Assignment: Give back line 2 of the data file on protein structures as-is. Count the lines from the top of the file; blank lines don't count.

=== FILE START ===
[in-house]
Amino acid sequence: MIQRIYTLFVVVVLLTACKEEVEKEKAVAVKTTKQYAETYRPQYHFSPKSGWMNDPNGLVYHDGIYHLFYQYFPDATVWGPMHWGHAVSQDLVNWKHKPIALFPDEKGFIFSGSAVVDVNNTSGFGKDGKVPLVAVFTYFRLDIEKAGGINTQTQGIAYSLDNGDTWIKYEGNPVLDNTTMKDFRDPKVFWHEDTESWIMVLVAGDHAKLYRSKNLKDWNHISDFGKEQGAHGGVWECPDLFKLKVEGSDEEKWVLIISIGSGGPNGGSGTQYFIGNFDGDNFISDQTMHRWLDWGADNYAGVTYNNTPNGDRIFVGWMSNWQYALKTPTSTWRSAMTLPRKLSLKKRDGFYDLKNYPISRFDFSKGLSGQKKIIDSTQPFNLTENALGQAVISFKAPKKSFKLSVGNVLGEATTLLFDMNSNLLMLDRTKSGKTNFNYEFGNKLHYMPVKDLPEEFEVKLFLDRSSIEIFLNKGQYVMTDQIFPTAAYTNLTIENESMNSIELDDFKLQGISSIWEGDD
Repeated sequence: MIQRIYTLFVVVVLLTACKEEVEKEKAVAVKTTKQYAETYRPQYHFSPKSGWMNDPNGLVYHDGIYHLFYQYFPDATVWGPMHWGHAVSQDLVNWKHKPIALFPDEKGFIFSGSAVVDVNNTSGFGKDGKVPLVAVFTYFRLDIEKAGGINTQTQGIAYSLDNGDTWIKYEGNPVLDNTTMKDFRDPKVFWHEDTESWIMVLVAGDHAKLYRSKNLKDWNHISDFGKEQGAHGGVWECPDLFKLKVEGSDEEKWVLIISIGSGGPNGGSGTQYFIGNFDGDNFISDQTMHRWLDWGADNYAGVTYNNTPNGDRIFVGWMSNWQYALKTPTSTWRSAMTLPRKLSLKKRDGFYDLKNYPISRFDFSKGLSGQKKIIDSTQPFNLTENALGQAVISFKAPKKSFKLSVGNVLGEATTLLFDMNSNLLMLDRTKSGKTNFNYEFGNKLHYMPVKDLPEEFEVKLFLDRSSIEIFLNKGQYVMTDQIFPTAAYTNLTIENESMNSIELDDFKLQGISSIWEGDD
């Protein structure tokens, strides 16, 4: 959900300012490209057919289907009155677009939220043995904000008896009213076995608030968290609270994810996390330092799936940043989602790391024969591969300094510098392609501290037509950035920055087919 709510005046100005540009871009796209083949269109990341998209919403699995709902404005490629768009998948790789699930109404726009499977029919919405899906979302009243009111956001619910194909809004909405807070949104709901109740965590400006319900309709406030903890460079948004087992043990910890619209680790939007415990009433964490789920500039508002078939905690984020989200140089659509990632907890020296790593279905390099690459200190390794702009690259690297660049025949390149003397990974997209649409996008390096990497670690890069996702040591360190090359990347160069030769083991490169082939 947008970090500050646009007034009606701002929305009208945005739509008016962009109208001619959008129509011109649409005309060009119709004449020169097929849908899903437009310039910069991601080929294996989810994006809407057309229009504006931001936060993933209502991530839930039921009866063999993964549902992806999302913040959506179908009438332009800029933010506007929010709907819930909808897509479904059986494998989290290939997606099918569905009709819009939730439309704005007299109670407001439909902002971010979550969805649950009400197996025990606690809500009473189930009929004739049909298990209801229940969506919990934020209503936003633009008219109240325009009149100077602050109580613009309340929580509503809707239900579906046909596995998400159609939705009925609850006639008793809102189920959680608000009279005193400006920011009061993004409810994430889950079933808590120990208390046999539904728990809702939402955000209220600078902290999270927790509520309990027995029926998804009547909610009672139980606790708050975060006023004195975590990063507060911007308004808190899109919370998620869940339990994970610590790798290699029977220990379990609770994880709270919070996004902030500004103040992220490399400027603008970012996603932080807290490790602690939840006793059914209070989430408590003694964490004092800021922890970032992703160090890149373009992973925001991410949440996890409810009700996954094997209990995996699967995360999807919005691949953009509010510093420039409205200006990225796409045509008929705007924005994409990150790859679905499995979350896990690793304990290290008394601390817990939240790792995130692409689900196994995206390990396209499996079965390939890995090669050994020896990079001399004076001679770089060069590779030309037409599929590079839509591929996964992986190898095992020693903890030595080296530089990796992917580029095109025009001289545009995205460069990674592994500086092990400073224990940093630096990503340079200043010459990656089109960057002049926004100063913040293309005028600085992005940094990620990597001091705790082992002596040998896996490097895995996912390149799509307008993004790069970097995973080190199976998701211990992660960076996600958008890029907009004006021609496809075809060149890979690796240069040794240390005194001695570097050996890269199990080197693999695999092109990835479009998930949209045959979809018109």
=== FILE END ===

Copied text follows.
Amino acid sequence: MIQRIYTLFVVVVLLTACKEEVEKEKAVAVKTTKQYAETYRPQYHFSPKSGWMNDPNGLVYHDGIYHLFYQYFPDATVWGPMHWGHAVSQDLVNWKHKPIALFPDEKGFIFSGSAVVDVNNTSGFGKDGKVPLVAVFTYFRLDIEKAGGINTQTQGIAYSLDNGDTWIKYEGNPVLDNTTMKDFRDPKVFWHEDTESWIMVLVAGDHAKLYRSKNLKDWNHISDFGKEQGAHGGVWECPDLFKLKVEGSDEEKWVLIISIGSGGPNGGSGTQYFIGNFDGDNFISDQTMHRWLDWGADNYAGVTYNNTPNGDRIFVGWMSNWQYALKTPTSTWRSAMTLPRKLSLKKRDGFYDLKNYPISRFDFSKGLSGQKKIIDSTQPFNLTENALGQAVISFKAPKKSFKLSVGNVLGEATTLLFDMNSNLLMLDRTKSGKTNFNYEFGNKLHYMPVKDLPEEFEVKLFLDRSSIEIFLNKGQYVMTDQIFPTAAYTNLTIENESMNSIELDDFKLQGISSIWEGDD